On the path to modernity

Money, money, money

On the path to modernity

From the beginning of the early modern period around 1500 coinage reflects the gradual emergence of the modern state of Austria and and at the same time the consolidation of Carinthia as a federal province. Until the end of the monarchy in 1918 this was the era of Habsburg coinage. The introduction of the coin-like ‘reckoning penny’ enabled the modern form of book-keeping and accounting. Paper money appeared as an additional new factor in the eighteenth century, accelerating Austria’s national bankruptcy but also leading to the founding of the National Bank.

From an international perspective, the Venetian ducat was one of the most long-lived coins of all times, circulating in Europe from the High Middle Ages to the beginning of the twentieth century, and creating the foundation for Venice’s standing as the leading commercial power in the fourteenth and fifteenth century.

Carinthian coin hoard

The aristocratic physician Franz von Dreer zu Thurnhub was born in Klagenfurt in 1812 and later became chief physician at the mental asylum in Trieste. A passionate collector of coins, he acquired the extensive holdings of Octav von Vest, who during his career as a naval doctor had purchased antique coins from across the entire Mediterranean region.

The Dreer Collection contains 5,982 antique Greek and Roman coins. Examples of Celtic and Persian coinage are counted with the Greek coins, while Byzantine issues are catalogued with the Roman coins. In addition, there are 2,999 coins from the modern period, 89 medals and 21 lead seals.
Created for study and research, it remains a collection of impressive beauty and coherence. 

Venetian ducat from the Dreer Collection

The obverse of this gold coin shows St Mark investing the doge kneeling in front of him with the banner of the Cross. The reverse shows Christ in a mandorla.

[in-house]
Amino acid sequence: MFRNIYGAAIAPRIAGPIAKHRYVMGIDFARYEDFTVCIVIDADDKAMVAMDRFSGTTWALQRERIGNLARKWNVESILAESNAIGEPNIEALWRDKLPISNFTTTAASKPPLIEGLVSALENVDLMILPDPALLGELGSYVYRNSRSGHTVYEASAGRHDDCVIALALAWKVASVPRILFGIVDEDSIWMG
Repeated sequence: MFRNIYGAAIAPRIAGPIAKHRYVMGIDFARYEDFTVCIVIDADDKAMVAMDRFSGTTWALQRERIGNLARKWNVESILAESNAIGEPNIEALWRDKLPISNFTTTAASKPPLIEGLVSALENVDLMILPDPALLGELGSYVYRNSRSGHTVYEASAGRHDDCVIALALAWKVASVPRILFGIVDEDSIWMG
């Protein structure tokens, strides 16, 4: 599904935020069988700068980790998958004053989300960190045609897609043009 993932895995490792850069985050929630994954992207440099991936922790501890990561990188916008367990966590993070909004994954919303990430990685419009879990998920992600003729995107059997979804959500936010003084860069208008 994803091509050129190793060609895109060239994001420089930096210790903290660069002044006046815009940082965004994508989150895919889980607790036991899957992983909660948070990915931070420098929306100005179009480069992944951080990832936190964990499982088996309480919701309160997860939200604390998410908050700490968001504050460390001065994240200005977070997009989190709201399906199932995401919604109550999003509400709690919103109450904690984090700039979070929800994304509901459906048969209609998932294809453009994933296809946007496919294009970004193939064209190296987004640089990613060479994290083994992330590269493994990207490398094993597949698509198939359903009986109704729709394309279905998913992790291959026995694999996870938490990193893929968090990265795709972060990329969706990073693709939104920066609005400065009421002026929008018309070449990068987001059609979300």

Carinthian wedding gift no. 1

On the occasion of the marriage of Archduke Ferdinand and Maria Anna of Bavaria on 23 April 1600, the Carinthian Estates had this handsome presentation medal struck at the Klagenfurt mint. The design for the die was probably executed by the renowned die-cutter Hans Gaissmair, though signed by his son Balthasar. The obverse shows a bust of Ferdinand looking right, bare-headed and bearded wearing a ruff, armour and the collar of the Order of the Golden Fleece. On the reverse are the arms of Carinthia crowned with an archducal coronet in a richly decorated cartouche. Despite being honoured in this way, however, Ferdinand went on to close the mint at Klagenfurt in 1622, with production continuing at St Veit.

Carinthian wedding gift no. 2

On 2 February 1622 Ferdinand, now Emperor Ferdinand II, made a second marriage to Princess Eleonora of Mantua. The wedding was held at Innsbruck. To mark the occasion, the town of St Veit commissioned this presentation medal, which was however probably cut by Donatus Starkh at Klagenfurt before the mint closed and St Veit took over the striking of coinage.

On the obverse of the medal are the crowned busts of the ruling couple placed one above the other. The reverse shows the heraldic shields of the Crown Lands and possessions crowned with the royal crown and archducal coronet respectively. Below at the centre is St Vitus, patron saint of St Veit, with the attribute of his martyrdom, a cauldron.

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